Heterodox Academy welcomed Michael Regnier as its new Executive Director on August 8, 2022. Regnier joins HxA with a background in nonprofit management and policy and deep experience advocating for viewpoint diversity in education. A longtime member of HxA, Michael co-founded LEEP Dual Language Academy, Brooklyn’s first Spanish immersion charter school, which quickly grew to serve over 400 families across two campuses. Previously, he served as Director of Policy and Research at the New York City Charter School Center.
To help HxA’s members and friends get to know the person behind the title, we asked Michael a few questions:
Q. What drew you to HxA?
A. I was spoiled! As a student, I had professors who didn’t agree with each other and certainly didn’t expect me to agree with them, but their passion for reasoning and debate left a deep imprint. I want that educational experience for my former students and my own children, and HxA is one of the most exciting groups working to revive it. That’s why I originally joined as a member, and why I’m now proud to be on the team.
Q. From your perspective, why are open inquiry, viewpoint diversity, and constructive disagreement important for higher education and society in general?
A. I like to think about this long-term. Looking back from 10,000 years in the future, maybe humans will say that 2022 was the year we figured everything out. Maybe this is the year our theories are all true, our evidence is impeccable, and our moral reasoning is pure. If so, it really might make sense to marginalize anyone who disagrees.
But if, as I believe, we’re still a long way from perfection, then we need some cultural practices that help us spot new ideas and potential mistakes — and not tear each other apart in the process.
Q. Reflecting on your time founding and running a charter school and working in related policy and research, what can higher education learn from charter schools?
A. I think successful charter schools have a way of imparting students with a sense of agency and responsibility, without asking them to ignore social problems or pretend the world is perfectly fair. Many colleges could learn from that, and they might be surprised by how attractive it is to prospective students and their families.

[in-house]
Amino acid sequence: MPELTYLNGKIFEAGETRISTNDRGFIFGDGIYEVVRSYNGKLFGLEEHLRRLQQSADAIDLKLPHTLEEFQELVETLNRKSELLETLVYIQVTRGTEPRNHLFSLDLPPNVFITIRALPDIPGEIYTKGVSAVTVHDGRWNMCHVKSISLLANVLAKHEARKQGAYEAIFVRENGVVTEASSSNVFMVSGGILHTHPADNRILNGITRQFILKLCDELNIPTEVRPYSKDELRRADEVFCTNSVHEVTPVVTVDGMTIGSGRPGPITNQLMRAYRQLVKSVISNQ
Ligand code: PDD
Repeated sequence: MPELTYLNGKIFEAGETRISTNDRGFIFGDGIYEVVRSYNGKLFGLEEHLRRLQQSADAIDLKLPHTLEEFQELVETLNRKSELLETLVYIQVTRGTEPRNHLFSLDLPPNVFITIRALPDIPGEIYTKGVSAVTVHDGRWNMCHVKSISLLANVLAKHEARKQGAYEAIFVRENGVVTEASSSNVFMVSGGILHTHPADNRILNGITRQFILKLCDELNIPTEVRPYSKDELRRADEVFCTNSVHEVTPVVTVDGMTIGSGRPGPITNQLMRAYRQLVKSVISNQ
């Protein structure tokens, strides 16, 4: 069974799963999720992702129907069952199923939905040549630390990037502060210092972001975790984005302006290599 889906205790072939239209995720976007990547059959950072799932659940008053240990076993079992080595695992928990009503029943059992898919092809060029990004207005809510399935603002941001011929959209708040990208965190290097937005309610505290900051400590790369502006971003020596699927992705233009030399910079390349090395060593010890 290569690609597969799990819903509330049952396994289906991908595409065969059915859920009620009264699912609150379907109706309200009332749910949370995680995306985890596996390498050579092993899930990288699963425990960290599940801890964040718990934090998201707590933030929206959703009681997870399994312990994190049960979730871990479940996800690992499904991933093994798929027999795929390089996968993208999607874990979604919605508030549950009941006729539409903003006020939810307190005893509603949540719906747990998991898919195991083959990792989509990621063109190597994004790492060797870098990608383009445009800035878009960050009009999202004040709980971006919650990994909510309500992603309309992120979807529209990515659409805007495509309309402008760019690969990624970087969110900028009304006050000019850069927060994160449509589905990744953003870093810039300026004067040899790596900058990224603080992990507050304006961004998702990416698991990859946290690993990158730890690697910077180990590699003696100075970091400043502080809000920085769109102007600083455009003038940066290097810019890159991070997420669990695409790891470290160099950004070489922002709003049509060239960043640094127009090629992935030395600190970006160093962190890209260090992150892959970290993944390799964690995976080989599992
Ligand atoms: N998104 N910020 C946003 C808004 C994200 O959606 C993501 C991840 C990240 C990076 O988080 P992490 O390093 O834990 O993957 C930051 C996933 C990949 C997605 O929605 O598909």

Q. What gives you hope for the future of higher education?
A. Dynamism. There’s still room for change, for starting new institutions and re-inventing old ones. It’s hard to predict which forms will emerge to give us better education and research, but most people probably underestimate how much higher education will change in the coming years.
Q. How do you like to spend your free time?
A. My wife and I have three school-age kids. We live in the same neighborhood in Brooklyn to which her family immigrated from Lebanon and Syria about a century ago, which keeps us rooted. I teach Sunday school, take our greyhound for walks, and listen to podcasts on high speeds. My kids love to make fun of me about that last one.
Q. Is there a book, film, play, or piece of art that particularly influenced you and/or that you would recommend to HxA members?
A. On the theme of viewpoint diversity, Arnold Kling’s The Three Languages of Politics: Talking Across the Political Divides has really stuck with me. So has an essay by SlateStarCodex with a great title: “I can tolerate anything except the outgroup.”
Q. What are you most looking forward to about joining HxA?
A. I’m eager to connect with our members and work with them to engage in new ways, while we keep growing in numbers of members as well. There are thousands more students and faculty who should be HxA members but don’t know it yet.